Recall Holdings Ltd. is seeking improved terms from Iron Mountain Inc., after a fall in the U.S. storage company’s shares cut the value of its A$2.5 billion ($1.9 billion) offer, people with knowledge of the matter said.
While talks are under way about a potential revision, it’s unclear if Iron Mountain will agree to sweeten the terms, one of the people said, asking not to be identified as the details are private. Recall may walk away if Boston-based Iron Mountain doesn’t change its offer, one person said.
Iron Mountain shares have fallen 5.4 percent in New York trading from their last close before the company announced the deal April 28. It offered investors 0.1722 of an Iron Mountain share for each Recall share, equivalent to about A$7.86 at the time the takeover was announced, and the option of accepting A$8.50 in cash for the first 5,000 share in each holding.
“This is such a tremendous deal for Iron Mountain: It’s transformational, is hugely accretive and gives them scale,” Vinit Bodas, chief investment officer of Deccan Value Investors, said by phone. “So we are very disappointed that the share price has gone the other way.”
Deccan Value believes Recall should be valued at A$8.50 to A$9 a share, Bodas said. The Greenwich, Connecticut-based asset manager owns about 14 percent of Recall, he said.
Shares of Recall fell 2.5 percent to A$7.10 at the close of Sydney trading. Representatives for Iron Mountain and Recall declined to comment.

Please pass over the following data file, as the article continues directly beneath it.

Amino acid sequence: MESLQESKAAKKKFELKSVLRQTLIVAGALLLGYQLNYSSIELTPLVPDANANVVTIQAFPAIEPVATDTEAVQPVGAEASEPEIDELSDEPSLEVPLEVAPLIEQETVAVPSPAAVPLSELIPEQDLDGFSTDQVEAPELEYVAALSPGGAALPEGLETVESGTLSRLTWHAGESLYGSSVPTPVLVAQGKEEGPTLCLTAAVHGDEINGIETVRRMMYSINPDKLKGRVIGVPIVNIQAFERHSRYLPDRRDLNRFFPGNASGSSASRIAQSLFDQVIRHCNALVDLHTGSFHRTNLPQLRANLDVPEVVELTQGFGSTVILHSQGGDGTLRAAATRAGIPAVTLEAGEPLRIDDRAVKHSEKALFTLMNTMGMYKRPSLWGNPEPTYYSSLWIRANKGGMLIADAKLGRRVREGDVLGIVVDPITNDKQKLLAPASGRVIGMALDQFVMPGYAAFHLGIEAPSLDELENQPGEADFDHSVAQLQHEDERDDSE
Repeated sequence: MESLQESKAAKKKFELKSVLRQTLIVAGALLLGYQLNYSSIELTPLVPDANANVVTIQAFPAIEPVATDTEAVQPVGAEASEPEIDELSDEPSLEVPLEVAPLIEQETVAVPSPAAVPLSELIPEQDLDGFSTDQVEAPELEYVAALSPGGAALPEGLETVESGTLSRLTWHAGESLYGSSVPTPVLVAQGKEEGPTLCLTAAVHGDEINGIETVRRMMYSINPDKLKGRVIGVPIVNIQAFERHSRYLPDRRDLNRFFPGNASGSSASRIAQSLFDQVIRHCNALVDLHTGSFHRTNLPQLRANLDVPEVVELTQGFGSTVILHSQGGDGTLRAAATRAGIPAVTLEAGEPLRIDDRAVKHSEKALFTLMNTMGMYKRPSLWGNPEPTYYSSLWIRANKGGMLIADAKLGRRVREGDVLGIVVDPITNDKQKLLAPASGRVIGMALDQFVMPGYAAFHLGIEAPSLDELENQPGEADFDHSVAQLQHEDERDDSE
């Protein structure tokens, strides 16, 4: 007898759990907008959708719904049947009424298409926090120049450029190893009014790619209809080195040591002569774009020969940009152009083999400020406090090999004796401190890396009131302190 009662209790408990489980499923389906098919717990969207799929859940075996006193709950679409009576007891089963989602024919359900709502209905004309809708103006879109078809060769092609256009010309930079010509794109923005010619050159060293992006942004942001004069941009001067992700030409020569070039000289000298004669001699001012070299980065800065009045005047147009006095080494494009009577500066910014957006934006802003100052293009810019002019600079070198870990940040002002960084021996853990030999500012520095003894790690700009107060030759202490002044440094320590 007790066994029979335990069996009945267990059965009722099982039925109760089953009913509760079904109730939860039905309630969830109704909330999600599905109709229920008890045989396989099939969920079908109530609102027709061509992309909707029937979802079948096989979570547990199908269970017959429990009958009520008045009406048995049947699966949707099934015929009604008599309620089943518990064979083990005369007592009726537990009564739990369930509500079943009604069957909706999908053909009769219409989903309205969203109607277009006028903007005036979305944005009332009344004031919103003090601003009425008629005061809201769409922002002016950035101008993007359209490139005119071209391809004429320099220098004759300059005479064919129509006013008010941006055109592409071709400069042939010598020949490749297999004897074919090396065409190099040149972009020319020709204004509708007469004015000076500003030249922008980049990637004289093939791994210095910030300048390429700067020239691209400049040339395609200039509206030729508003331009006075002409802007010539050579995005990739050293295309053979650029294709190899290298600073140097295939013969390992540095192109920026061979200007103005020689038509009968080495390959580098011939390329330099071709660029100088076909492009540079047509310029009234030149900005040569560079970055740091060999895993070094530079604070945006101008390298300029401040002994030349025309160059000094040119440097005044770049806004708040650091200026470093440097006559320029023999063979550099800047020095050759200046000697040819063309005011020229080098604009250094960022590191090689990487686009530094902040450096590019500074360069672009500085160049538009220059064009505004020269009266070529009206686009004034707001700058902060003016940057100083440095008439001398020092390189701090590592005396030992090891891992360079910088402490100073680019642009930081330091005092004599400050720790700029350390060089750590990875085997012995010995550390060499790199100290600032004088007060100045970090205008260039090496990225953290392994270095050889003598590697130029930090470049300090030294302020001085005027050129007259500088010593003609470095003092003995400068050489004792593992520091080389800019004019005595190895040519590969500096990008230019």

Recall shares may fall to A$5.50 if the deal collapses, said Lee Mitchell, co-founder of Smart Karma in Singapore. Varying the terms may also complicate the transaction for Iron Mountain, he said.
“It is hard to imagine Iron Mountain being very receptive to this when it appeared to be difficult to get an agreement in the first place,” Mitchell said today by phone. “It looks like it’s in trouble and I don’t think Iron Mountain have much room to move. If they revise terms, Iron Mountain’s share price may come under even more pressure, further diluting the terms.”
Recall rejected an initial A$2.2 billion takeover offer from Iron Mountain in December, saying the price was too low when savings from the combination were taken into account. Atlanta-based Recall, spun off in 2013 from Sydney-based cargo-pallet supplier Brambles Ltd., said in an April 28 statement that the new offer “is in the best interest of the company, our shareholders and our customers.”